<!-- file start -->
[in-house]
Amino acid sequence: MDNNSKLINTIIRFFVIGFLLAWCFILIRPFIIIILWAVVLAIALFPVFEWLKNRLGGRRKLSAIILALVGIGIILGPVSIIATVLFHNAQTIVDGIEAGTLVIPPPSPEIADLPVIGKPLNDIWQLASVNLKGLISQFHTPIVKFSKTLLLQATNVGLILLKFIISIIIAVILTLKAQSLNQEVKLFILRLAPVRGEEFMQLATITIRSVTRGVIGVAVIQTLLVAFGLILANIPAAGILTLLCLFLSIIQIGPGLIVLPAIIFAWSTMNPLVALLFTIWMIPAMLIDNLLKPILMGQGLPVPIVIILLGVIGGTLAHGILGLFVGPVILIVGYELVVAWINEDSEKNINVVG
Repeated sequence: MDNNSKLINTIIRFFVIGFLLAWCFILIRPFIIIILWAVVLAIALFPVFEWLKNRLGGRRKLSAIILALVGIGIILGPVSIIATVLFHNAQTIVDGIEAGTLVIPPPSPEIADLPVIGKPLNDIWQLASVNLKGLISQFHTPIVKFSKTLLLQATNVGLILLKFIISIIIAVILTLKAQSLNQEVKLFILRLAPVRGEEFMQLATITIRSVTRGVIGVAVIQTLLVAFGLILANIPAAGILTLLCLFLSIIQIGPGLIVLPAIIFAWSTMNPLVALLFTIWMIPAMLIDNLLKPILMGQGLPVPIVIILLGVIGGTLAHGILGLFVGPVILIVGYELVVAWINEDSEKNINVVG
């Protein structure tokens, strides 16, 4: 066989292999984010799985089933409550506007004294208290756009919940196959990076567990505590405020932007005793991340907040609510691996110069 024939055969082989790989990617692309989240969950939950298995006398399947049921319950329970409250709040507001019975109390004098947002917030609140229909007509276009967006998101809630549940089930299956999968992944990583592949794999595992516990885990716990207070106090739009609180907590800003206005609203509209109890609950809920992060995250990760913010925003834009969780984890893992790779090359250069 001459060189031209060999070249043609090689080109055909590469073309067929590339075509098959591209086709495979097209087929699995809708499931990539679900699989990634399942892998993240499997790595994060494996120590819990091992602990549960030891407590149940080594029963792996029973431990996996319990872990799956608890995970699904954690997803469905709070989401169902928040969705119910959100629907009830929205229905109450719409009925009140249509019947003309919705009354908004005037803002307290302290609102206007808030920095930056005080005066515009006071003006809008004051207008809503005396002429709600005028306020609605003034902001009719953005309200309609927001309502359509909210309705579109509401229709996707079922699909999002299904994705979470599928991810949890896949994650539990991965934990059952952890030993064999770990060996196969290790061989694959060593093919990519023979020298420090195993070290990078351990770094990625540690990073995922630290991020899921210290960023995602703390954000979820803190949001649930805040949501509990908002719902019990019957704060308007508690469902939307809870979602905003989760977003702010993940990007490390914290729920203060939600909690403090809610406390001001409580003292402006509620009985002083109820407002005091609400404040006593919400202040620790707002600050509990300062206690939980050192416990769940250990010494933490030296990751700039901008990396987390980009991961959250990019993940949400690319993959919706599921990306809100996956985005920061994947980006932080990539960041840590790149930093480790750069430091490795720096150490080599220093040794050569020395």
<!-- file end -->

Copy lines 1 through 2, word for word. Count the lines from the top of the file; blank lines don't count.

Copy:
[in-house]
Amino acid sequence: MDNNSKLINTIIRFFVIGFLLAWCFILIRPFIIIILWAVVLAIALFPVFEWLKNRLGGRRKLSAIILALVGIGIILGPVSIIATVLFHNAQTIVDGIEAGTLVIPPPSPEIADLPVIGKPLNDIWQLASVNLKGLISQFHTPIVKFSKTLLLQATNVGLILLKFIISIIIAVILTLKAQSLNQEVKLFILRLAPVRGEEFMQLATITIRSVTRGVIGVAVIQTLLVAFGLILANIPAAGILTLLCLFLSIIQIGPGLIVLPAIIFAWSTMNPLVALLFTIWMIPAMLIDNLLKPILMGQGLPVPIVIILLGVIGGTLAHGILGLFVGPVILIVGYELVVAWINEDSEKNINVVG